Former Uber engineer Anthony Levandowski leaves the federal court after his arraignment hearing in San Jose
A U.S. judge on Tuesday sentenced former Google engineer Anthony Levandowski to 18 months in prison for stealing a trade secret from Google related to self-driving cars months before becoming the head of Uber‘s rival unit.
U.S. District Judge William Alsup in San Francisco said Levandowski, who was convicted on Tuesday following a March plea deal agreement, said Levandowski could enter custody once the Covid-19 pandemic has subsided.
Alsup said a sentence short of imprisonment would have given “a green light to every future brilliant engineer to steal trade secrets,” comparing what Levandowski took to a “competitor’s game plan.”
The 75-year-old judge, who has been involved in Silicon Valley litigation for nearly five decades, described Levandowski’s conviction as the “biggest trade secret crime I have ever seen.”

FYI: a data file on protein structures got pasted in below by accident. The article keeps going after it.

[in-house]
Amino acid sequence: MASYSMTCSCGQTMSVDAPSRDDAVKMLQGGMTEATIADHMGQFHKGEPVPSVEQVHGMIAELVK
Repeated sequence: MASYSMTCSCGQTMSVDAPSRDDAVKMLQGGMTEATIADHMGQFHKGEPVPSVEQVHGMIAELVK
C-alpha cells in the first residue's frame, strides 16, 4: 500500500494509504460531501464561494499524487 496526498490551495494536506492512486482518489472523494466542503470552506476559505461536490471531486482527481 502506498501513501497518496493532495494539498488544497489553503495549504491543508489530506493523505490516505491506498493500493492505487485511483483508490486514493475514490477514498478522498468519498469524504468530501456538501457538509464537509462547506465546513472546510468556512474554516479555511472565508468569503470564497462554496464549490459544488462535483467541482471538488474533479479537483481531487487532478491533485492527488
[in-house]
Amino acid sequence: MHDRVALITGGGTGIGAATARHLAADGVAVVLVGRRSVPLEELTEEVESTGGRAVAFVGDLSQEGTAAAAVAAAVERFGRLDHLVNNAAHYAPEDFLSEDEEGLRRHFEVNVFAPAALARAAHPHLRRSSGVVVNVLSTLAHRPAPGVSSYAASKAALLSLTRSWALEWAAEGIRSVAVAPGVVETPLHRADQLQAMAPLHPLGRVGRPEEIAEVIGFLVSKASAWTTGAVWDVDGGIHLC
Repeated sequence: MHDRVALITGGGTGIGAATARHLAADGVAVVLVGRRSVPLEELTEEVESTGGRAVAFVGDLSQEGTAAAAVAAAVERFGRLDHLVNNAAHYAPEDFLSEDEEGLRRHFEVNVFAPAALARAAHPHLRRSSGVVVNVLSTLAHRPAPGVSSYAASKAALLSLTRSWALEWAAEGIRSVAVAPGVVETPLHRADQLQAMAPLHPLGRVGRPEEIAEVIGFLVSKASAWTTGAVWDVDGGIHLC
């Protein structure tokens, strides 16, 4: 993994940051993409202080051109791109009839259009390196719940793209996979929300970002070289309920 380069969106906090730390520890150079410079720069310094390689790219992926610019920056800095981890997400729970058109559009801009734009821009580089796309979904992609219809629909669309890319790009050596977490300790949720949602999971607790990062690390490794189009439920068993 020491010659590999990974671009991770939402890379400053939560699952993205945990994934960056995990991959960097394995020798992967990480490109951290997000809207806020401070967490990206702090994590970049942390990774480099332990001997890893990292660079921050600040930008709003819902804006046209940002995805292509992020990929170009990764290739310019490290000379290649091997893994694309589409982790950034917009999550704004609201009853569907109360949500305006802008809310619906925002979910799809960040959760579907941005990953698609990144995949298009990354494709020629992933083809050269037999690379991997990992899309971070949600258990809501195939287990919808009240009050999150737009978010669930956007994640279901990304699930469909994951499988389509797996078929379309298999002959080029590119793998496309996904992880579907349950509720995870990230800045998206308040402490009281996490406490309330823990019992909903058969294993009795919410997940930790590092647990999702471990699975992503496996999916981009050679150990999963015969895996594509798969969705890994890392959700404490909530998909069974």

“Billions [of dollars] in the future were at play, and when those kind of financial incentives are there good people will do terrible things, and that’s what happened here,” Alsup said.
Prosecutors sought a 27-month prison sentence.
Levandowski requested one-year confinement at his Marin County home, contending that bouts with pneumonia in recent years would make him susceptible to death from the novel coronavirus while in prison. His attorneys asked the judge to consider that investigators found no evidence that “Levandowski used any of Google’s trade secrets after leaving Google’s employment.”
Levandowski transferred more than 14,000 Google files including development schedules and product designs to his personal laptop before leaving the company and while negotiating a deal with Uber, where he briefly led its self-driving car unit.
Uber fired Levandowski in 2017 and then settled a lawsuit from Alphabet over the misuse of trade secrets,